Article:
Old Yaller Hound
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OLD YALLER HOUN' . Old-Time, Breakdown. A Major. Standard tuning (fiddle). AABB. The first stain of this tune is shared, in a general way, with O'Neill's "Always Welcome" and Roche's "Darkey's Dream." While these tunes appear in Irish or Irish-American publications, it seems likely they were derived from American black-face minstrel sources. Ira Ford (1940) printed the following verse with the tune:
Old yaller houn's barkin' treed, up the holler,
It's old mister 'possum, I'll bet half a dollar.
Fetch on the ax, boys, we'll see pretty soon,
He's worth half a dollar if it's old zipp coon. .... (Ford)
...and included this attempt at a colorful, but hardly illuminating, story to go with it:
The following sketch was taken down according to family recollection of an old Tennessee fiddler who played "Old Yaller Houn'" as it was handed down from his "grandpap."
"Back yander in the time of Davie Crockett'n Dan'el Boone, folks never seed much money. Furs'n pelts, beeswax'n taller wuz the legal tender uv the day in the settlement whur we'uns lived.
"Most any time when store goods wuz a-runnin' low Pap 'ud say: 'Newt, yew'n Lem go out to the granary'n fotch in all the skins that air dry enough. We'uns air a-goin' over to Bald O'int'n do some tradin' atter dinner.'
Newt'n Lem 'ud git the skins bundled. Then Pap 'ud say: 'Maw, what d'ye'n Granny need frum the tradin' store? Maw 'ud more'n likely say: 'Wal, yew mout fotch Grannyer er box uv snuff. 'N git me a new clay pipe. Be shore to pick as long a stem as yew kin git. Guess that's 'bout all fer the house. Oh yes, git 'nother set o' knit-needles. The yearn's all spun and we'uns'll go to knittin' sox'n mittens next week.' Then Pap 'ud say: 'All right. You'uns tie the hounds up while I git the mule'n we'll ride'n hitch.'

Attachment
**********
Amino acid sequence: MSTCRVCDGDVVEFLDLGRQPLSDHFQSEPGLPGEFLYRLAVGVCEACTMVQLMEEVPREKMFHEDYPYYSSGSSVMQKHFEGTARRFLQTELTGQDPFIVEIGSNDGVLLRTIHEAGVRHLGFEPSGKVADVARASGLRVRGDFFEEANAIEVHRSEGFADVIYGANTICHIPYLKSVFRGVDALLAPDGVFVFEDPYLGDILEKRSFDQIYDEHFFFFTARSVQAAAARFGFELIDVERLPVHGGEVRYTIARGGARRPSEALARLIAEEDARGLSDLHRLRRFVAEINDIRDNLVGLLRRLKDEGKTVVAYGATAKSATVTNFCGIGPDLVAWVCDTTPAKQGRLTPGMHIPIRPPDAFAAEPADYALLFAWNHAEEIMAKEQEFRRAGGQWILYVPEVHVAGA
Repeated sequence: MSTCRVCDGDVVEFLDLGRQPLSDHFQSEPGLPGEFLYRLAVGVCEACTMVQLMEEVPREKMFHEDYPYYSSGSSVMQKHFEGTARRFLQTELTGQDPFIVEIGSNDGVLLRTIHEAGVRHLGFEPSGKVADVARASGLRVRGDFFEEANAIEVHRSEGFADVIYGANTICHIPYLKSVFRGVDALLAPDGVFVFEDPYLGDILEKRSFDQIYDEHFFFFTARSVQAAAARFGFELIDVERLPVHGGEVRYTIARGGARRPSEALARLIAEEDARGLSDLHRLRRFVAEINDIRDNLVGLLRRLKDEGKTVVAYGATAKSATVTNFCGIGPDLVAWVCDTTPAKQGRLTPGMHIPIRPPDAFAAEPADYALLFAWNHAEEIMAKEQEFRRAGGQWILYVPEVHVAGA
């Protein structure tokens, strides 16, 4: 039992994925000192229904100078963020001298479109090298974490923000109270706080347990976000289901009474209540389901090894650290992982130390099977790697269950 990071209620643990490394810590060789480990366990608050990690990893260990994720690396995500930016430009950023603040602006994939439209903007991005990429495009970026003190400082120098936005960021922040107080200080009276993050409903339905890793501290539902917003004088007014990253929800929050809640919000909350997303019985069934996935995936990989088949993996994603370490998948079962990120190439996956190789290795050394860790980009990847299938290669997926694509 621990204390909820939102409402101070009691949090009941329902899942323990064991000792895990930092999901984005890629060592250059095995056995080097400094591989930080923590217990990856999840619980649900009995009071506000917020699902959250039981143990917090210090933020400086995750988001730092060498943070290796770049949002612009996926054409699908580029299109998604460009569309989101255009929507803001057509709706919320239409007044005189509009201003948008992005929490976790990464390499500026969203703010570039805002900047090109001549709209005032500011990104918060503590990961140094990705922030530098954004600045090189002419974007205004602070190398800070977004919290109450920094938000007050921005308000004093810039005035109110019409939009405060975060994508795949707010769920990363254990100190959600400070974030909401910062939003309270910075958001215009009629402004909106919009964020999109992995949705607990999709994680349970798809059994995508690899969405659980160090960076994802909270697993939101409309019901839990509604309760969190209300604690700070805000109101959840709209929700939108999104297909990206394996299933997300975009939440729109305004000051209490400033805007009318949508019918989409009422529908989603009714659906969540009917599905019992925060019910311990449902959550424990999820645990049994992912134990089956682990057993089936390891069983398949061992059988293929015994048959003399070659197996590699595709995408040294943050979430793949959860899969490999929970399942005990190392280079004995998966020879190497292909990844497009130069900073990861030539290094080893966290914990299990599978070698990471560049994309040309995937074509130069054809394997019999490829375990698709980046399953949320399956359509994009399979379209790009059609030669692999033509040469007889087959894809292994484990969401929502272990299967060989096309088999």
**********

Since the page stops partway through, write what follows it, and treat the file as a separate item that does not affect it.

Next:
"Come to Bald P'int tradin' post Pap 'ud git th' ol' brown jug filled'n git two horns o' powder'n a pig o' lead'n do tradin' fer Maw'n Granny. There'd most allers be some change left. Maybe a couple o' possum skins'n a weasle or two. Newt'n Lem 'ud trade fer a plug o' flat chawin' terbackern'n we'uns 'ud *ride'n hitch back up th' holler to hum.
Maybe that night Old Drum 'ud bark treed, up th' holler. Pap 'ud git up'n go outside'n listed fer a spell. Then it 'ud be: 'Fotch the ax, boys, we'll see purty soon. He's wo'th a half-a-dollah ef et's ol' zipp coon.'"
*Note: Where two or more people went on a trip together and had but one horse, it was customary to "ride 'n hitch." The first "feller" would ride on ahead and hitch the horse to a tree, and start walking on. When the other parties came to the horse the next "feller" would fork the animal and ride until he overtook the first, and so on, until they reached their destination.
Source for notated version:
Printed sources: Ford (Traditional Music in America), 1940; p. 61.